10 hot films of 2004
Some made a mark with their sensitive themes while failing at the box office. Others were smash hits in every which way. Here are 10 hot films of 2004:
By Subhash K. Jha, IANS
"The Passion Of The Christ": A saga of sublime suffering told by Mel Gibson in excruciatingly graphic descriptions of Jesus Christ's final days on earth as he's taken to the cross to be nailed. Conveniently enough, this work of timeless art and over-brimming heart was sneeringly dismissed as a paean to masochism and sadism. What Gibson does in his masterly study of pain, suffering, redemption and atonement is to resurrect the spirit of humanism in ways that cinema had forgotten.
"Morning Raga": Shabana Azmi once again blew the screen apart with yet another powerhouse performance. This time she played a retired, mourning Carnatic singer who's pulled out of a past tragedy by two vivacious students (Prakash Rao and Perizaad Zoarbian). Thematically, Mahesh Dattani's was by far the most powerful film of the year.
Bringing together various layers and levels of cross-cultural images, fusing raga sounds with modern elements, "Morning Raga" eminently took on the age-old conflict between tradition and change.
"Yuva": The most underrated and misunderstood film of the year, "Yuva" brought together the lives of three young men in search of truth and motivation. Their lives crisscrossed on Kolkata's Howrah Bridge in ways that reminded some critics of Alejandro Gonzalez Inarritu's Spanish-language film "Amores Perros". But to punish "Yuva" for adapting Inarrritu's narrative format was to equate the specific work with art for the genre.
Expertly cut, and with stand-out performances by Abhishek Bachchan, Kareena Kapoor, Vivek Oberoi, Rani Mukherjee and Sonu Sood, "Yuva" is a film that begs to be revisited.
"Dev": Govind Nihalani's dark and ominous film inspired by the Gujarat holocaust crept up on us with force, compelling us to think when we would rather go to the movies just to have fun. The dialogue between a communal and a non-communal cop played by Om Puri and Amitabh Bachchan was inter-cut by a tender love story between two Muslim youngsters, Fardeen Khan and Kareena Kapoor, torn apart by the savagery of communal riots. While gripping our senses the film raised grim issues like the hand of police in instigating communal animosity.
"Maqbool": Vishal Bhardwaj's relentlessly dark tale of ambition, lust, crime and retribution was inspired by Shakespeare's "Macbeth". Shakespeare met Ram Gopal Varma in "Maqbool" and then they both met a stirring nemesis in a swoop of echoes that reverberated across a tale that was both shocking and redemptive. Three very strong central performances by Pankaj Kapur, Tabu and Irfan Khan held the powerful plot together. You couldn't take your eyes off these tainted souls.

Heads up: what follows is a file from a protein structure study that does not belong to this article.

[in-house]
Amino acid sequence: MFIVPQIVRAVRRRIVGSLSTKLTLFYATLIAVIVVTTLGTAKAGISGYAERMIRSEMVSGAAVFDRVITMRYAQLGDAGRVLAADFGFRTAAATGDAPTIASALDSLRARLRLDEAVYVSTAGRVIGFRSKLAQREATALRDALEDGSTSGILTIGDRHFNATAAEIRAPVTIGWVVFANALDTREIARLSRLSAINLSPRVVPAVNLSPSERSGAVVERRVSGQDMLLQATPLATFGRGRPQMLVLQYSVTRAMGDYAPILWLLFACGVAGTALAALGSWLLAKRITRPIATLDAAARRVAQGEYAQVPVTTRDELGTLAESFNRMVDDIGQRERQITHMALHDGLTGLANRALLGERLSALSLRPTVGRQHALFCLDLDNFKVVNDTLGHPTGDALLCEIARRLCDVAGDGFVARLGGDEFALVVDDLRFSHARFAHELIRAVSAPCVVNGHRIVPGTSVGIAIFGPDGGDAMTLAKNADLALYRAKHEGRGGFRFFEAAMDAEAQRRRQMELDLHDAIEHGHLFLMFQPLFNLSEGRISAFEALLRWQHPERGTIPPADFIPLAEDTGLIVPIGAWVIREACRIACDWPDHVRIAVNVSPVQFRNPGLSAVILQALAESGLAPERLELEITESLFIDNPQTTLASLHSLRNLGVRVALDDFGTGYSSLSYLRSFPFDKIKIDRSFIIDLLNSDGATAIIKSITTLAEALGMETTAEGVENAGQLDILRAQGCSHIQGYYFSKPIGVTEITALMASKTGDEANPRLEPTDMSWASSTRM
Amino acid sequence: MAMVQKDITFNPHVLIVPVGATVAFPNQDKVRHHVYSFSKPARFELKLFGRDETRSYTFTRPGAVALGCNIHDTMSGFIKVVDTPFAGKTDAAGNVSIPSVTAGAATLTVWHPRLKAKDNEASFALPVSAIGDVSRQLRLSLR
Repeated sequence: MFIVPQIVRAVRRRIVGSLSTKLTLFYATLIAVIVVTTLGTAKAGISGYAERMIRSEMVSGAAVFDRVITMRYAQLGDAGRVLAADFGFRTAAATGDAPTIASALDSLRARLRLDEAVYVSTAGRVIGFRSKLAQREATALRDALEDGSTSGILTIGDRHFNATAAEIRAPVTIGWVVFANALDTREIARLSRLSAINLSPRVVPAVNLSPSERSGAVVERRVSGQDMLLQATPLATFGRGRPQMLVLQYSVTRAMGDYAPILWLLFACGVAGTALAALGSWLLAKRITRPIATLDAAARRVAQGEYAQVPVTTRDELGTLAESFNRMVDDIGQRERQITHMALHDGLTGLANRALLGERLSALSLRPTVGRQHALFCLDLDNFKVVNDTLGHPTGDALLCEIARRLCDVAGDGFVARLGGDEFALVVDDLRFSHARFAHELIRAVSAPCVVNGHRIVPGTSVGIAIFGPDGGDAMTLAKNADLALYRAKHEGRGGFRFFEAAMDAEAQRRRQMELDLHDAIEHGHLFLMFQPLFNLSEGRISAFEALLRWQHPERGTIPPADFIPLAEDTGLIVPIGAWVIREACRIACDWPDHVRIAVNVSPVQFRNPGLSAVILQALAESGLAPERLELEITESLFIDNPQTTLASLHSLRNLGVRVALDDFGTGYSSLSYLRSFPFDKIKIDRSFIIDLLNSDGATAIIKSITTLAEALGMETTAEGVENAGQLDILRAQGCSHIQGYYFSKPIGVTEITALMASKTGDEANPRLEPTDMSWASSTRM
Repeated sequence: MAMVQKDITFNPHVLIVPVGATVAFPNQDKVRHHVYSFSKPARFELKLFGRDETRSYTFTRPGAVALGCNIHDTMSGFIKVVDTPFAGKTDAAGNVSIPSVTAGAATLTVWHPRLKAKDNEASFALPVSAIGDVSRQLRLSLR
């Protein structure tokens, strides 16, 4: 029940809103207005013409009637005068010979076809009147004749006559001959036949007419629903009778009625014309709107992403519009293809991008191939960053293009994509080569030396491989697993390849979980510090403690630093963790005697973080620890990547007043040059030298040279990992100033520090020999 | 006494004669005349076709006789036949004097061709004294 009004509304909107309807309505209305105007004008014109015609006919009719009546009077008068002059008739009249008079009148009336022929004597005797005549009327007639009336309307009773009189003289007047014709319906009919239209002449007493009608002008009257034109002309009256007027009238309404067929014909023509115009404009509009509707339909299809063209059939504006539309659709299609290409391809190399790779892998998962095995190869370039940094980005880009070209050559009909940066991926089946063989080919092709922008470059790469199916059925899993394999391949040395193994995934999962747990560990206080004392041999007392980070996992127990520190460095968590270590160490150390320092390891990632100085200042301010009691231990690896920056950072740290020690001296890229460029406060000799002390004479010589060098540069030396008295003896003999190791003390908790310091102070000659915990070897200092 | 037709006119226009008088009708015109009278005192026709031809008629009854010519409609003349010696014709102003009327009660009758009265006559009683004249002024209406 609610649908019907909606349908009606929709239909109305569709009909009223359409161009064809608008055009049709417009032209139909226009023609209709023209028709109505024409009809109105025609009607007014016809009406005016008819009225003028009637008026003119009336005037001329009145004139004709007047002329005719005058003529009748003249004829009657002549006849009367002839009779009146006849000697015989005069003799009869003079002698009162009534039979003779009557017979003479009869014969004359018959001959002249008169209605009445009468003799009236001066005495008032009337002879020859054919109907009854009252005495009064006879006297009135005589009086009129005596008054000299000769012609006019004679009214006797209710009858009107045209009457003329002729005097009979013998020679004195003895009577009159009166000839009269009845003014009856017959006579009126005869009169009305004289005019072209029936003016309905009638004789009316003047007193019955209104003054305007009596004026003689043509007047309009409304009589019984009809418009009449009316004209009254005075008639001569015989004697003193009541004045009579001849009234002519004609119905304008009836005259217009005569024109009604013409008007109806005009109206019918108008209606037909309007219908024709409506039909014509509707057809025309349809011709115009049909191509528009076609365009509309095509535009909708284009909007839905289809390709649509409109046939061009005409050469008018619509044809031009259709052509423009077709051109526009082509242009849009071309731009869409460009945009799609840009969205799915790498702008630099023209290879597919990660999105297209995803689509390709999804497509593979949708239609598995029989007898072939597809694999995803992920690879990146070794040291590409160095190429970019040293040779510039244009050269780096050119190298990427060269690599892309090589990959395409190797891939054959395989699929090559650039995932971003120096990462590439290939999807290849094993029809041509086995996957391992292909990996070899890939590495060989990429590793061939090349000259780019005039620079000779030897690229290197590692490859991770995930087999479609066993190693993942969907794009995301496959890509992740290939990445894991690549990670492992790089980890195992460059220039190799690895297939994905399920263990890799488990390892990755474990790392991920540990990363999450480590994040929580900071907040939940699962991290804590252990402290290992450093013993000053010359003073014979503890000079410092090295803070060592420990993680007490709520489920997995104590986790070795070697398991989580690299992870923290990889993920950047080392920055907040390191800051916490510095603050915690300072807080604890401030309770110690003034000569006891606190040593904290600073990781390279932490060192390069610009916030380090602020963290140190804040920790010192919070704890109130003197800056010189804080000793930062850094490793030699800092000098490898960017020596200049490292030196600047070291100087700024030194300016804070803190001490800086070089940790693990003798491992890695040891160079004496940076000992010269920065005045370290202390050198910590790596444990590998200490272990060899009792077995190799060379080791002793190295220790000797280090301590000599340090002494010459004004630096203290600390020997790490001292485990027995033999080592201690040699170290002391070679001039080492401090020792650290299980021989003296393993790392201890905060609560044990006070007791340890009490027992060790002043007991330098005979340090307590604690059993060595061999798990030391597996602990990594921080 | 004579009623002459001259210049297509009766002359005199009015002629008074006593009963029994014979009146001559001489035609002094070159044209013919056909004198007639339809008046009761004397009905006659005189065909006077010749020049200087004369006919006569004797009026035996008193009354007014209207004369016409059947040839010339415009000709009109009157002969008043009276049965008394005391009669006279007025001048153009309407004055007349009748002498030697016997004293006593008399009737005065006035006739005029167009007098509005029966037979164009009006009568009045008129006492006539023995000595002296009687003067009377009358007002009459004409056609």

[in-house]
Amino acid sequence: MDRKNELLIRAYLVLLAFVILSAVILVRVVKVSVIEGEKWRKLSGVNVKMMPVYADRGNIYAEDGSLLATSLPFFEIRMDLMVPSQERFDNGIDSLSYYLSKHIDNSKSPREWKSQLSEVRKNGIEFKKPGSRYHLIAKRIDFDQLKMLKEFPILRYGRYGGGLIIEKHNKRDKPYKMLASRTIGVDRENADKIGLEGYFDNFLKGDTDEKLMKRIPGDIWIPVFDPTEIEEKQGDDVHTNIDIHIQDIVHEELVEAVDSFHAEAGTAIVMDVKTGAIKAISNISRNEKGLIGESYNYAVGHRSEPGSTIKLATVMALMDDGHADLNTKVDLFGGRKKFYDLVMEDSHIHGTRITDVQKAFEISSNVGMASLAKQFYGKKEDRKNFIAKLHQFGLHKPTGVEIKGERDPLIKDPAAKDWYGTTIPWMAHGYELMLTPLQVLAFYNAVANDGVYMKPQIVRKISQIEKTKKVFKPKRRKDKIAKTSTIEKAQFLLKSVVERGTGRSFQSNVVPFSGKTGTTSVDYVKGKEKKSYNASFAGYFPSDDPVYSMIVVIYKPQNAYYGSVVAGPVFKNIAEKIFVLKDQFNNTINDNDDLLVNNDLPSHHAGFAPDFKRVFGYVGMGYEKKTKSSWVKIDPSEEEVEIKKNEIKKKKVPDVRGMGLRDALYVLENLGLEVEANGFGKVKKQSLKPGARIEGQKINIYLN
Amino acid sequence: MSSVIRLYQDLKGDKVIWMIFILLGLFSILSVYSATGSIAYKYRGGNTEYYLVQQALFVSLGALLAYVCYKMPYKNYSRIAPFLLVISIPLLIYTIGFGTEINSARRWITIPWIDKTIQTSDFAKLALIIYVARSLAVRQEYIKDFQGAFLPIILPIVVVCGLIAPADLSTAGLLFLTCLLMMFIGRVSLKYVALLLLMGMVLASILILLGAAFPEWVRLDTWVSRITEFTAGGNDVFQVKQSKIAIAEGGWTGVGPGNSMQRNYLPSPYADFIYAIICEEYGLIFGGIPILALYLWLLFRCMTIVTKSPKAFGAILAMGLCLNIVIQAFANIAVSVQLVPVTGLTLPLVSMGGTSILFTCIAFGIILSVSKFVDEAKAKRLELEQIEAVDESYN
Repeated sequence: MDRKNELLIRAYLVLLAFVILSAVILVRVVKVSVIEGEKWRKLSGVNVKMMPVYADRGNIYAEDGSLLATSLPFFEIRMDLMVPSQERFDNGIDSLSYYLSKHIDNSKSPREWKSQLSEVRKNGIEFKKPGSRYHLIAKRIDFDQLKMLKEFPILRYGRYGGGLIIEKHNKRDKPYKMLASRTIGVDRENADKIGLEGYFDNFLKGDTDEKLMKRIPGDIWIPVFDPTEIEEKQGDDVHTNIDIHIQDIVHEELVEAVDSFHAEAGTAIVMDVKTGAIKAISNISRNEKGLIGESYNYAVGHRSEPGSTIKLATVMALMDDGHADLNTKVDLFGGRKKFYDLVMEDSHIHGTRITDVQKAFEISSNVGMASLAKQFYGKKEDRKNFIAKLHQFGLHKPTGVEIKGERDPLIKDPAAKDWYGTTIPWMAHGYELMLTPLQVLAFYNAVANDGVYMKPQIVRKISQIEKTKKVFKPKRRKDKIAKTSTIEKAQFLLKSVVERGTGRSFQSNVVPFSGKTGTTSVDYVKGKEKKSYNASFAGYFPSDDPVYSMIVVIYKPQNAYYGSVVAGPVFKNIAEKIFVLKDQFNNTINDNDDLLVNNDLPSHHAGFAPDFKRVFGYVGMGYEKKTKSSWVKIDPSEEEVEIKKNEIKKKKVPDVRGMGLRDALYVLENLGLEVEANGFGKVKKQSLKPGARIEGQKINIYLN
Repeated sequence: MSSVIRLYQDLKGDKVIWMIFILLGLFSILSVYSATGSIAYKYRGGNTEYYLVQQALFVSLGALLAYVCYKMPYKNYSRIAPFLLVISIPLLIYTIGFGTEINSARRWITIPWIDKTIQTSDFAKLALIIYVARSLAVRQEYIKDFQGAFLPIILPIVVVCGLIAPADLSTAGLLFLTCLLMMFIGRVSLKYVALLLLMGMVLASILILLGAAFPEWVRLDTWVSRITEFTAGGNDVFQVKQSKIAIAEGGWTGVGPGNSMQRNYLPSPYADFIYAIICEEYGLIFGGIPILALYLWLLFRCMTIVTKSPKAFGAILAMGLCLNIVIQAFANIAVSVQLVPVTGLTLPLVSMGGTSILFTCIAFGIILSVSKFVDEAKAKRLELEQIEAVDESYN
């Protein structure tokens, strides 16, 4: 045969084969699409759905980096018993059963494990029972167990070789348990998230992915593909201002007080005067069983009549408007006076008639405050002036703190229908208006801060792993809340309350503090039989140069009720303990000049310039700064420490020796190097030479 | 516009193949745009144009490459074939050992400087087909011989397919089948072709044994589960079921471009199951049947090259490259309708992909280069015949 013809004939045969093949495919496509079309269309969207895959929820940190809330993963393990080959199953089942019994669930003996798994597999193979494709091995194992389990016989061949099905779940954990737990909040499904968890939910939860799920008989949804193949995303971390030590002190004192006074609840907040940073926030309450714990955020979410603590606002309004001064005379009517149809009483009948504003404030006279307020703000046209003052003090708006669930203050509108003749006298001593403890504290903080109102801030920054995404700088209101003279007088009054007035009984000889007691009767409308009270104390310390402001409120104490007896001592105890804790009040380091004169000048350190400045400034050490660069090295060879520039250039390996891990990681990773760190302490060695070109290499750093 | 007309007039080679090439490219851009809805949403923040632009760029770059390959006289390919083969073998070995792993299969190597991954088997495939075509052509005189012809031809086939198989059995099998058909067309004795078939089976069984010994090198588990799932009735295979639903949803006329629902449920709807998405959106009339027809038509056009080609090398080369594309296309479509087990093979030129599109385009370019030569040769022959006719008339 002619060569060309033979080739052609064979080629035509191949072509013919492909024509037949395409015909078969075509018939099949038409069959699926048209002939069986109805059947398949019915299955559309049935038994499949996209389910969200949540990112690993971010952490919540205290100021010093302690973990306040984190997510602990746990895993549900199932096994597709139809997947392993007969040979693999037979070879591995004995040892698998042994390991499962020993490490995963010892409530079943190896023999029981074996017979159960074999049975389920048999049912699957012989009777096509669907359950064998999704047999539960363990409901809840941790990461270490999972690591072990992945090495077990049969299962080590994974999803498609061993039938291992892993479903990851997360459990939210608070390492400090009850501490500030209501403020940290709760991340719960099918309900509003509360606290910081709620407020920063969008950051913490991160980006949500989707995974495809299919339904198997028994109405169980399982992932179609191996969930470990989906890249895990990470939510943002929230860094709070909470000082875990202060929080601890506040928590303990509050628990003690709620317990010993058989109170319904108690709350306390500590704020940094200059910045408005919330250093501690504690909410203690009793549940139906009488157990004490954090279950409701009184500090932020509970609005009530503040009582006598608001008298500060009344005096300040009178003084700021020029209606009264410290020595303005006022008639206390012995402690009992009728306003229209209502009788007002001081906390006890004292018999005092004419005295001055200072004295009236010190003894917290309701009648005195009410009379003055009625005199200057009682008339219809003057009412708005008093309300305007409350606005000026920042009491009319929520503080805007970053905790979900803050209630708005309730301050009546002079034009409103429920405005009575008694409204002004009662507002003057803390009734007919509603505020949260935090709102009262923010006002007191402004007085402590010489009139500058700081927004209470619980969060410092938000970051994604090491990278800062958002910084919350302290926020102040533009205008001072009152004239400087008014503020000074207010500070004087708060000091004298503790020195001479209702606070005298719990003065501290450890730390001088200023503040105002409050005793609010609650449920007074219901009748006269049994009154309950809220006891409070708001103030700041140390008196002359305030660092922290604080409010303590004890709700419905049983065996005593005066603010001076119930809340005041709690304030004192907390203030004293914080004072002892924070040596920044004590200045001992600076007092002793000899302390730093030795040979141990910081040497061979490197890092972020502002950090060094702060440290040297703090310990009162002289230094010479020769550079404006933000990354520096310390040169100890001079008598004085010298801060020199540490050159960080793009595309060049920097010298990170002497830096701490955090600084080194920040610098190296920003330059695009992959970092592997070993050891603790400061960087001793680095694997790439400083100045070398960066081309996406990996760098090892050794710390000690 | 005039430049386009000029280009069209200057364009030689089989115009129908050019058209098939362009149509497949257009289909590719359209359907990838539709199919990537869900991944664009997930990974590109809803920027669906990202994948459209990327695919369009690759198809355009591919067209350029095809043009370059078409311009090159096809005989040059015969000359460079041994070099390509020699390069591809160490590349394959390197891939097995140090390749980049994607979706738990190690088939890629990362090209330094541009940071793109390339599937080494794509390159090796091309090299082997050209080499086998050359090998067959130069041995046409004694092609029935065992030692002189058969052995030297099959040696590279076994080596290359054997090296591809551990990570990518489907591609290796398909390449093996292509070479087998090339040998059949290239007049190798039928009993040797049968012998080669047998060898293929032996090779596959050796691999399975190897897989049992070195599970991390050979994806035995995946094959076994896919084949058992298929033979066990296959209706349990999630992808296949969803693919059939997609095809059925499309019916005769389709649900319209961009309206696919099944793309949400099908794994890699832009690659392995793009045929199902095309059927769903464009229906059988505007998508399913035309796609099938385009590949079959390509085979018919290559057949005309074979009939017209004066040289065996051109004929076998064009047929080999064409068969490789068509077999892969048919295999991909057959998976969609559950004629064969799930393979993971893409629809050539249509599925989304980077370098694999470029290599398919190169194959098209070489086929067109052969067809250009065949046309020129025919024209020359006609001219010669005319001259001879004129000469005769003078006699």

"Khamosh Pani": So what if they spoke in Punjabi in Pakistani director Sabiha Sumar's big-little film? They spoke Latin and Hebrew in "The Passion Of The Christ", didn't they? It didn't make a jot of difference to the film's universal appeal. Taking us into the life of a historically challenged woman (Kirron Kher) who finds her present obviated by her past, the film portrayed the trauma of the partition without actually reliving the historical accident visually. Kirron Kher's charged performance brought a whole ethos to life. The physical and emotional details were impeccable.
"Mughal-e-Azam": The colour-revised edition of K. Asif's time-less romance was surcharged with emotions soaked and saturated in the finest traditions of romantic cinema. Cynics said the experiment with renewed glory won't work. But what do you know! Madhubala looked doubly glamorous in colour. Naushad's music, newly re-recorded in Dolby stereophonic added to the lure of nostalgia. And the chaste Urdu dialogues which many experts thought would go right above today's youngsters' heads had them spellbound. Lesson number one - never underestimate the audience. Lesson number two - they still prefer Madhubala to Mallika.
"Monster": If one performance can hold a film together, then let's all join hands to celebrate Charlize Theron's theme-defining performance as a lesbian hooker in this relentlessly dark and disturbing film that graphically portrays the degradation of a social outcast. Theron transforms herself for a performance that screams for attention...and gets it.
"Swades": Ashutosh Gowariker's elegiac back-to-the-roots tale of patriotism unfurled like a lingering flag. So what if the film didn't make as many waves as it was expected to? "Swades" offers us a chance to sink into a comforting level of sincerity.
A complete absence of cynicism gives Ashutosh Gowariker's film a feeling of fresh idealism, singularly lacking in films today. Then there's Shah Rukh Khan in by far the best performance of his career. Gowariker's "Swades" had all the solutions.
"Veer-Zaara": Yash Chopra's purported love legend didn't quite touch legendary heights. But on the thematic level the story of man who waits for two decades to get back his love was as poignant as its gets. The poetry, music and romance of Yash Chopra's cinema were all there in this engrossing film about the unfinished business of love.
And the other notables: Sudhir Mishra's "Chameli", Revathi's "Phir Milenge", M.F Husain's "Meenaxi: A Tale Of 3 Cities", Gurinder Chadha's "Bride & Prejudice", Pamela Rooks' "Dance Like A Man", Rituparno Ghosh's "Raincoat" and Farhan Akhtar's "Lakshya".